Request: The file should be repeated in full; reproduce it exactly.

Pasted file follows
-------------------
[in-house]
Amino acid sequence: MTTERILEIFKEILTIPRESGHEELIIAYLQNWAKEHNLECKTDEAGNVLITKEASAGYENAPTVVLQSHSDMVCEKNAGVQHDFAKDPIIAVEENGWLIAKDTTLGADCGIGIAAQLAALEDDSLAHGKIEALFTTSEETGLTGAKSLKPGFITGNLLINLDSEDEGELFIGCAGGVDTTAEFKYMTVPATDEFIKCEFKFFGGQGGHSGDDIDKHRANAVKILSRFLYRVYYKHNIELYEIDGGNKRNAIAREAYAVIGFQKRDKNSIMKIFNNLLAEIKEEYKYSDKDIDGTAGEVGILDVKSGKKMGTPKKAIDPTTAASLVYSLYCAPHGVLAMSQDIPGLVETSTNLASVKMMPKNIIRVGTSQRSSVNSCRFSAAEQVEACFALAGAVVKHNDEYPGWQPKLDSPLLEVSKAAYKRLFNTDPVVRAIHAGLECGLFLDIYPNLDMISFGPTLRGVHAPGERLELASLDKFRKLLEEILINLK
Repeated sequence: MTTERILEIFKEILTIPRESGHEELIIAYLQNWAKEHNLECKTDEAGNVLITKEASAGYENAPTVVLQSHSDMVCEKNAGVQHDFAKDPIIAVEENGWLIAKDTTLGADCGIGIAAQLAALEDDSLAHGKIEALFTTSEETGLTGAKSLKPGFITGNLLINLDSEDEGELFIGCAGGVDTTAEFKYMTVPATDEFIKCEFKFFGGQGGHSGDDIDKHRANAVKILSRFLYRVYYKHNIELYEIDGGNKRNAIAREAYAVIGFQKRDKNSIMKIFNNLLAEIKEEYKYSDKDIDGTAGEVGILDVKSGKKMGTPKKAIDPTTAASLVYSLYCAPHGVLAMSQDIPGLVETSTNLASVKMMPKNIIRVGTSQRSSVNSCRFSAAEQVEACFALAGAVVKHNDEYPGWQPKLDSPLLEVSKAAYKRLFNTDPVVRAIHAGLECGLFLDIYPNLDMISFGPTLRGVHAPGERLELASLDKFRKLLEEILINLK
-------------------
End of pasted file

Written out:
[in-house]
Amino acid sequence: MTTERILEIFKEILTIPRESGHEELIIAYLQNWAKEHNLECKTDEAGNVLITKEASAGYENAPTVVLQSHSDMVCEKNAGVQHDFAKDPIIAVEENGWLIAKDTTLGADCGIGIAAQLAALEDDSLAHGKIEALFTTSEETGLTGAKSLKPGFITGNLLINLDSEDEGELFIGCAGGVDTTAEFKYMTVPATDEFIKCEFKFFGGQGGHSGDDIDKHRANAVKILSRFLYRVYYKHNIELYEIDGGNKRNAIAREAYAVIGFQKRDKNSIMKIFNNLLAEIKEEYKYSDKDIDGTAGEVGILDVKSGKKMGTPKKAIDPTTAASLVYSLYCAPHGVLAMSQDIPGLVETSTNLASVKMMPKNIIRVGTSQRSSVNSCRFSAAEQVEACFALAGAVVKHNDEYPGWQPKLDSPLLEVSKAAYKRLFNTDPVVRAIHAGLECGLFLDIYPNLDMISFGPTLRGVHAPGERLELASLDKFRKLLEEILINLK
Repeated sequence: MTTERILEIFKEILTIPRESGHEELIIAYLQNWAKEHNLECKTDEAGNVLITKEASAGYENAPTVVLQSHSDMVCEKNAGVQHDFAKDPIIAVEENGWLIAKDTTLGADCGIGIAAQLAALEDDSLAHGKIEALFTTSEETGLTGAKSLKPGFITGNLLINLDSEDEGELFIGCAGGVDTTAEFKYMTVPATDEFIKCEFKFFGGQGGHSGDDIDKHRANAVKILSRFLYRVYYKHNIELYEIDGGNKRNAIAREAYAVIGFQKRDKNSIMKIFNNLLAEIKEEYKYSDKDIDGTAGEVGILDVKSGKKMGTPKKAIDPTTAASLVYSLYCAPHGVLAMSQDIPGLVETSTNLASVKMMPKNIIRVGTSQRSSVNSCRFSAAEQVEACFALAGAVVKHNDEYPGWQPKLDSPLLEVSKAAYKRLFNTDPVVRAIHAGLECGLFLDIYPNLDMISFGPTLRGVHAPGERLELASLDKFRKLLEEILINLK